A row over the limited scale of the Queen's Speech broke out last night when John Prescott, the Deputy Prime Minister, angrily denied Mr Hague's taunts that he was the real loser because his key legislation had been dropped. Mr Prescott, who heads the Department of Environment, Transport and the Regions, responded by saying he had more Bills than any other minister and that many of his transport policies could be achieved without legislation.
But ministers admit the hereditaries' fight to the death will overshadow their other measures. When the Queen announced the abolition of the hereditaries' rights in the Lords, Labour MPs broke with the tradition of listening in silence by murmuring approval. Some hereditaries responded with rumbles of discontent.
Rebel peers may table hundreds of amendments to the Bill, clogging up the Government's legislative timetable. This could scupper the measure in the current parliamentary session, forcing ministers to reintroduce it in a year's time.
But the hereditaries know they are doomed; by invoking the Parliament Act, the Commons can override the Lords after a year's delay. So they will disappear from the upper House by 2000 at the latest.
Baroness Jay, Leader of the Lords, acknowledged the historic change would be "of some concern" to peers but warned them not to obstruct the Bill.
Lord Cranborne, Tory leader in the Lords, criticised the Government for not building a consensus for wider reform. "I fear that in spite of all the talk of a Royal Commission, that the likelihood is we will never proceed to stage two," he said.
Paddy Ashdown, the Liberal Democrat leader, said: "There can be no place in a 21st-century parliament for people with 15th-century titles upholding 19th-century prejudices."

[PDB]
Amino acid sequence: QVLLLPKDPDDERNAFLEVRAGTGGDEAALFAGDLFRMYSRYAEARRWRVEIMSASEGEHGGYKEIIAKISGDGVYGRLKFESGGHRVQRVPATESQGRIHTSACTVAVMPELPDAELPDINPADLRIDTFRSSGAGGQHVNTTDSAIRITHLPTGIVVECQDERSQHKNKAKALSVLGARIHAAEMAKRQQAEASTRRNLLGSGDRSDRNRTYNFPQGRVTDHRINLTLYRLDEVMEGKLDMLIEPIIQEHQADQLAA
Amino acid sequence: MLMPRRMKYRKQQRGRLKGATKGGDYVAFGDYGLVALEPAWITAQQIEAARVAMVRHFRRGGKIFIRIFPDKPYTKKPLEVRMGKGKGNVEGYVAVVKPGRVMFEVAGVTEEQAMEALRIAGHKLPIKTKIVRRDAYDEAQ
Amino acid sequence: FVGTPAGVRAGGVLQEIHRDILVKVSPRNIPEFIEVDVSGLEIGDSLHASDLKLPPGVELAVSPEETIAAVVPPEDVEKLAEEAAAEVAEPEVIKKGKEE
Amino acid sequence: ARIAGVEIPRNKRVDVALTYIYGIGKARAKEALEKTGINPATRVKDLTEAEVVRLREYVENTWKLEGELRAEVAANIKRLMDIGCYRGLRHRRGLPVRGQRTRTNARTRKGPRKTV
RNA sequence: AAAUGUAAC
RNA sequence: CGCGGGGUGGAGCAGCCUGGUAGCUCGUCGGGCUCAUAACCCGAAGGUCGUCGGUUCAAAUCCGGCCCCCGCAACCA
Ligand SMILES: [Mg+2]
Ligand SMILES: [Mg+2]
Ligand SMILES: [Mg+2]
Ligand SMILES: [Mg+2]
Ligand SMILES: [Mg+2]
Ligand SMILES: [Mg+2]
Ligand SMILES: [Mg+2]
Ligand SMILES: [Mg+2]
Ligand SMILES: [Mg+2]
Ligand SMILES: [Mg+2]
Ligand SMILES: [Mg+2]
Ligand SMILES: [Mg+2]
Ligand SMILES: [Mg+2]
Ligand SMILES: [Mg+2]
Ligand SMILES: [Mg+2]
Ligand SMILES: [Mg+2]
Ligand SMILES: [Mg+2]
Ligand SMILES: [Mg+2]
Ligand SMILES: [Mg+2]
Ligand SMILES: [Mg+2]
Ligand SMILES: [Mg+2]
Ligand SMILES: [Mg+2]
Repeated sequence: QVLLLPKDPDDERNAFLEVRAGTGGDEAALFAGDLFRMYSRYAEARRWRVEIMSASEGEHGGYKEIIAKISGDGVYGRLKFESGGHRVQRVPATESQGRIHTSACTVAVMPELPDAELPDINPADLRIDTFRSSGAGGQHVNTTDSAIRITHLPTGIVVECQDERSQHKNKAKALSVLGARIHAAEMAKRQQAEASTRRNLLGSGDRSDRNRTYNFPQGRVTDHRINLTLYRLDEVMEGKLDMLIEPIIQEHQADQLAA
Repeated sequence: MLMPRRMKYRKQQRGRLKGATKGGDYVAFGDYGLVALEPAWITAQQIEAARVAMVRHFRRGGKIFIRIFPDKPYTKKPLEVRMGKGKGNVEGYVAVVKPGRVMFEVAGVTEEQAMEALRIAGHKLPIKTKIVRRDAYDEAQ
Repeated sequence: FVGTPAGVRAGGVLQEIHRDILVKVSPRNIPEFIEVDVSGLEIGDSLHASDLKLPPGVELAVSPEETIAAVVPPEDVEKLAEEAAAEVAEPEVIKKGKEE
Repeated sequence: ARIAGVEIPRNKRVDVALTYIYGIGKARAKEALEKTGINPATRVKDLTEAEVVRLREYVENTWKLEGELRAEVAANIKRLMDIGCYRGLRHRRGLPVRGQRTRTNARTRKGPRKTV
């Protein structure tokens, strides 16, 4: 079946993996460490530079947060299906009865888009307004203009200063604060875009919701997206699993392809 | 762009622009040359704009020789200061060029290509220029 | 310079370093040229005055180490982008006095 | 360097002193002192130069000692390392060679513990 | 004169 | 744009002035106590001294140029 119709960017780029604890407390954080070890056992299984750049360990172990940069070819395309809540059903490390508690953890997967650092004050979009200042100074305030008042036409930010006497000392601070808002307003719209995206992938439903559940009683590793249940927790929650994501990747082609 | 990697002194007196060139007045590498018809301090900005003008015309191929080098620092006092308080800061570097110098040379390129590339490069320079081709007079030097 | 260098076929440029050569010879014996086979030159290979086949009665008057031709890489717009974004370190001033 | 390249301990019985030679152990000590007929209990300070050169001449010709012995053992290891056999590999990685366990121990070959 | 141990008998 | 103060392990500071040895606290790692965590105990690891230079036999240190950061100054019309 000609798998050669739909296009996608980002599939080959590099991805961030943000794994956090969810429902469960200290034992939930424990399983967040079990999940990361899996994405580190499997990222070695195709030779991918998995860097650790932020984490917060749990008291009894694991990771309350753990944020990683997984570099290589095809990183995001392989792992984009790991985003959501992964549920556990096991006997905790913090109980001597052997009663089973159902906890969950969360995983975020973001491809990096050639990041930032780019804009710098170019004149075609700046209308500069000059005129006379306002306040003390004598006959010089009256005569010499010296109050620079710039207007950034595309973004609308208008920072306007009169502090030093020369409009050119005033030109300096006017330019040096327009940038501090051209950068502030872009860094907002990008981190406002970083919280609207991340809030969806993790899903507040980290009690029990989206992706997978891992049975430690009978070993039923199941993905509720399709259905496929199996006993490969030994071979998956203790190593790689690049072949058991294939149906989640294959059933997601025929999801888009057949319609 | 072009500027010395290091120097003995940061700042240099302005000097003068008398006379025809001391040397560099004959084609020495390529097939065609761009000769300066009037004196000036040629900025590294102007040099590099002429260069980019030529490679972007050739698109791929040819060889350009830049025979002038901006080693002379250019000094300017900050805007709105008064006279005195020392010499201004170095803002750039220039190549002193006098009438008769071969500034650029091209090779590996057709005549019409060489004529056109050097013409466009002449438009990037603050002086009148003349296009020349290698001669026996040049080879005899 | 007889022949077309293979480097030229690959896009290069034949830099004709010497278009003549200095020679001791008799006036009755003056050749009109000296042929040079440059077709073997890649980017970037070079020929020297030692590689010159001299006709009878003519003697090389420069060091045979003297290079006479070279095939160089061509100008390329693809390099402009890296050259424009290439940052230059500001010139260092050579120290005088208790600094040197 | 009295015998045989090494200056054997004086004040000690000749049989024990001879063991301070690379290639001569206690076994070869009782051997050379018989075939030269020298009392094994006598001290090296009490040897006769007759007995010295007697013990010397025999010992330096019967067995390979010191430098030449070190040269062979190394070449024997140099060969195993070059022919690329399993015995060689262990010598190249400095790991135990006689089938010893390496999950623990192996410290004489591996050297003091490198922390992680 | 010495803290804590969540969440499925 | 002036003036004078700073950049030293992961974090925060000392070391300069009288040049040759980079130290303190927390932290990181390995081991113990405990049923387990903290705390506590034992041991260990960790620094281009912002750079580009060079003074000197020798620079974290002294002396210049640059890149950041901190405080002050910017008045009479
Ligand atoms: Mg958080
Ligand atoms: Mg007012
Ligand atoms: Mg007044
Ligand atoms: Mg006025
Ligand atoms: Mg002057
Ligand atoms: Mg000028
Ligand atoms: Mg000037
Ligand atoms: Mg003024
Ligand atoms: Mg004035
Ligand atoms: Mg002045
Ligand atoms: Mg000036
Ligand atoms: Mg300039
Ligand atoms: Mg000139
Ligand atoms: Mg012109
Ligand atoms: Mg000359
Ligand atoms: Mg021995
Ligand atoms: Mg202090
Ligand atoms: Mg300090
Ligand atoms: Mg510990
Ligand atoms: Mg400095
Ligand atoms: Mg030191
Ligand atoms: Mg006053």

But Mr Ashdown described the Government's overall programme as "too timid", criticising the absence of legislation on freedom of information, a food standards agency and a strategic rail authority.
Responding to this week's call by 114 leading British businessmen for the Government to make a definite commitment to join the euro soon after the next general election, Mr Blair said: "I do agree very strongly with their position that we cannot pretend that this issue is going to go away. It is vital that we prepare our country for the euro."
In a series of broadcast interviews last night, Mr Blair said his opposition to the hereditary principle in the Lords had no bearing on his support of the Queen's role as the head of a hereditary monarchy."We don't see the two as linked and I don't think most people do."
Later, Mr Hague was accused of "entering the gutter" after he used his formal response to attack Peter Mandelson's private life. Although Mr Mandelson's office refused to comment, friends of the Trade and Industry Secretary said they were appalled that Mr Hague referred to allegations about Mr Mandelson's minsterial trip to Brazil earlier this year.
In a speech in which Mr Hague also referred to Geoffrey Robinson, the Treasury minister, as "Lord Robinson of Offshore Funds", he called the minister "Lord Mandelson of Rio".Reuse content